Tavares lifts Islanders past Senators in shootout
UNIONDALE, N.Y. -- John Tavares possessed the talent to become one of the NHL's best players from the moment the New York Islanders made him the No. 1 pick in the 2009 draft. Now, he's beginning to display the intangibles that can turn potential into greatness.
Tavares, who spent the previous two days in bed battling the flu, capped a pivotal victory for the Islanders Sunday afternoon with a spectacular goal in the shootout as the Islanders edged the Ottawa Senators, 3-2, at Nassau Coliseum.
Frans Nielsen got credit for the game-winning goal after he beat Robin Lehner with the first shot of the shootout, but it was Tavares' goal on the third and final shot that wowed the crowd of 13,512. Tavares pulled Lehner to the left of the goalmouth before he dropped his left hand and, with his momentum still carrying him to the left, used his right hand to backhand the puck into the right corner of the net.
The Islanders, who took a 2-1 lead with less than four minutes to play in the third but allowed the Senators to tie it with just 1:09 left, jumped over the boards to mob Tavares, who looked exhausted as his teammates pounded his back.
"He doesn't disappoint," said teammate Brad Boyes, who scored in the first period. "Shifts were a little shorter and he probably didn't have that jump that he normally does. But you get a guy like that and (he's) going to contribute somehow. And he still contributed even though he wasn't 100 percent."
Tavares left a meet and greet with Islanders season ticket holders Friday night and said he was so sick that he could barely make it up to bed once he got home.
"I started to feel a little better last night (around) 4, 5 o'clock," Tavares said. "Never really thought I wasn't going to play. I wanted to play."
The win for the Islanders (9-11-2) -- who lost in overtime to the Maple Leafs on Thursday -- was their first on a season-long seven-game homestand (1-2-1) and moved them within three points of eighth place in the Eastern Conference. Their home record of 3-8-1 is still the worst in the NHL.
Mika Zibanejad scored in the second period and Patrick Wiercioch forced overtime late in the third for the Senators (12-7-4), who lost their season-high third in a row as their road woes continued.
Ottawa, which is in the midst of a 22-game stretch in which it plays 15 games on the road, is 3-7-1 on the road, the second-worst road record of any team currently among the top eight in its conference.
"To get the one point is huge in a short season like this," said Lehner, who made 33 saves in just his second start of the season. "But we worked really hard in overtime and then I was more than useless in the shootout."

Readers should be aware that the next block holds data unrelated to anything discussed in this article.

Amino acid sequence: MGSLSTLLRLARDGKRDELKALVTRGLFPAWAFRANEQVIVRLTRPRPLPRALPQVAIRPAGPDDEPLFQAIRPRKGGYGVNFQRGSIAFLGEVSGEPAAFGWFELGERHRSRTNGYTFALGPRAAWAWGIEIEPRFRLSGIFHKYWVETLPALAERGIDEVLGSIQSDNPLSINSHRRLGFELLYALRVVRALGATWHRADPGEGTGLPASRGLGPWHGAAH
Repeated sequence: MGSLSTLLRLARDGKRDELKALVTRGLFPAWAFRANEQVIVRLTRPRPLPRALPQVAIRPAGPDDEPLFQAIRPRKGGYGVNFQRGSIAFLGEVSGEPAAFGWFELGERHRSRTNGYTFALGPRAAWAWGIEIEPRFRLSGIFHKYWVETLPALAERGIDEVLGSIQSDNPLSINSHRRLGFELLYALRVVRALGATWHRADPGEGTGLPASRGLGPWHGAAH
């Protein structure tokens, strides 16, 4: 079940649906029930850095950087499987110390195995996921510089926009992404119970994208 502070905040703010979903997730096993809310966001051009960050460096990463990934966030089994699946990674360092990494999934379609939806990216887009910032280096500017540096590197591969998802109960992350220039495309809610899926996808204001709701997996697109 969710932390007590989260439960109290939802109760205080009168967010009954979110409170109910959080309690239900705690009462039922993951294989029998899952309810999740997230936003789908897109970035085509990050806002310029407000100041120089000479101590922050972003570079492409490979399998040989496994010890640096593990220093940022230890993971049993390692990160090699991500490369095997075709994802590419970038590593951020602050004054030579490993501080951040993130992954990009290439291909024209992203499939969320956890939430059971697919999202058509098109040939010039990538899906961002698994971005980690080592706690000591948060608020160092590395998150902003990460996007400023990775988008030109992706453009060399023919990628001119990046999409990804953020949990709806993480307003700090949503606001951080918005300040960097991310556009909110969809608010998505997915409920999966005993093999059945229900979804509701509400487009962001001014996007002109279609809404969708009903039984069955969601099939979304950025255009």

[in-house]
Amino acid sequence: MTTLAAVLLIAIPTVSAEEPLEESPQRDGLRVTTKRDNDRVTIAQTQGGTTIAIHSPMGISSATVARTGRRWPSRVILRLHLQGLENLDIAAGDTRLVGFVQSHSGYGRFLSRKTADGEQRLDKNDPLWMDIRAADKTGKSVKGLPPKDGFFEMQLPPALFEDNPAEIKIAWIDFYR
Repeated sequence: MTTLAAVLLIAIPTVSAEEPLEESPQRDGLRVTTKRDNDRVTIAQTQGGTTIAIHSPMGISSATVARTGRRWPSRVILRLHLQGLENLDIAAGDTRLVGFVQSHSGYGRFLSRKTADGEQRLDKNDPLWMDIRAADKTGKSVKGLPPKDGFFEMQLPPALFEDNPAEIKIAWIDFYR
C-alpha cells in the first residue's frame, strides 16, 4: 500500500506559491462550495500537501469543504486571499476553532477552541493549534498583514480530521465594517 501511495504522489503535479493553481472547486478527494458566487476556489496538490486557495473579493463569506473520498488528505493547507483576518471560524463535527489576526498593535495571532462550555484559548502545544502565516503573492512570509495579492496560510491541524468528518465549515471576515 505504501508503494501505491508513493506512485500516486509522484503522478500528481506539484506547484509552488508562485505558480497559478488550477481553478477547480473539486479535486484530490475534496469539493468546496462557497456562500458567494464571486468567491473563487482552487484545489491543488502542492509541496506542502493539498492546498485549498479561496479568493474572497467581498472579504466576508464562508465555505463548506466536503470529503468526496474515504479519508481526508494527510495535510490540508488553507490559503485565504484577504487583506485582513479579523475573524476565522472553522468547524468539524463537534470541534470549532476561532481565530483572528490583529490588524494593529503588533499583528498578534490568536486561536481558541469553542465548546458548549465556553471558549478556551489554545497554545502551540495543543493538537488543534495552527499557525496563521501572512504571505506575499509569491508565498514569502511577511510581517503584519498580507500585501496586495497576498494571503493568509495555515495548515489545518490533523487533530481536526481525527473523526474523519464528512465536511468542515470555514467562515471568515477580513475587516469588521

In the Islanders' last home win on Feb. 16, Tavares registered the fourth hat trick of his career in a 5-1 victory over the Devils. He didn't have it in him to be quite so explosive on Sunday, but head coach Jack Capuano's judicious use of Tavares -- he played just 11 minutes in the first two periods and 19:09 overall, his third-lowest ice time of the season -- paid off in the shootout.
"You talk about elite players, that's what they do," Capuano said. "Johnny wasn't feeling very well, but I knew he wasn't going to miss the game.
"Very selective in how we used him because we knew he was feeling a little under the weather. But he tries to put your team on his back, he tries to help your team in any situations that he can."
It didn't seem as if the Islanders would need any overtime dramatics when Michael Grabner picked up a loose puck and fired it past defenseman Eric Gryba and Lehner to give New York a 2-1 lead with just 3:29 left in regulation.
But the Senators managed to tie it with a power play goal when Wiercioch's slap shot sailed between a half-dozen players and past a shielded Evgeni Nabokov (29 saves).
Both teams had scoring opportunities in a fast-paced overtime before Nielsen and Tavares spared the Islanders another gut-wrenching home loss. New York blew a 2-0 lead against Carolina last Sunday and scored two third period goals to force overtime in Thursday's loss.
"Those are things we have to do," Tavares said of the shootout win. "We've done that on the road really well, when things haven't gone our way. If the bounce doesn't go our way, we've been able to create some momentum back our way. And we did that today."
NOTES: The Senators scratched goalie Craig Anderson, center Derek Grant and defenseman Mike Lundin while the Islanders scratched center Keith Aucoin, winger Eric Boulton and defenseman Radek Martinek. ... Sunday marked the 20th anniversary of the Islanders retiring Mike Bossy's no. 22. Bossy, who was one of the core players that led the Islanders to four straight Stanley Cups in the early 1980s, is currently the Islanders' vice president of corporate partnerships. ... Rick DiPietro, whom the Islanders assigned to their AHL affiliate in Bridgeport after he cleared waivers last weekend, earned his first win with the Sound Tigers in a 3-2 victory Saturday night. The night before, he was pulled after allowing five goals in the first period. ... Entering Sunday, the only NHL teams with fewer road wins than the Senators were the Rangers, Avalanche and Blue Jackets (two apiece). ... The Senators' current five-game road trip is only their second-longest of the year. They embark upon a seven-game, 13-day road trip on April 2.
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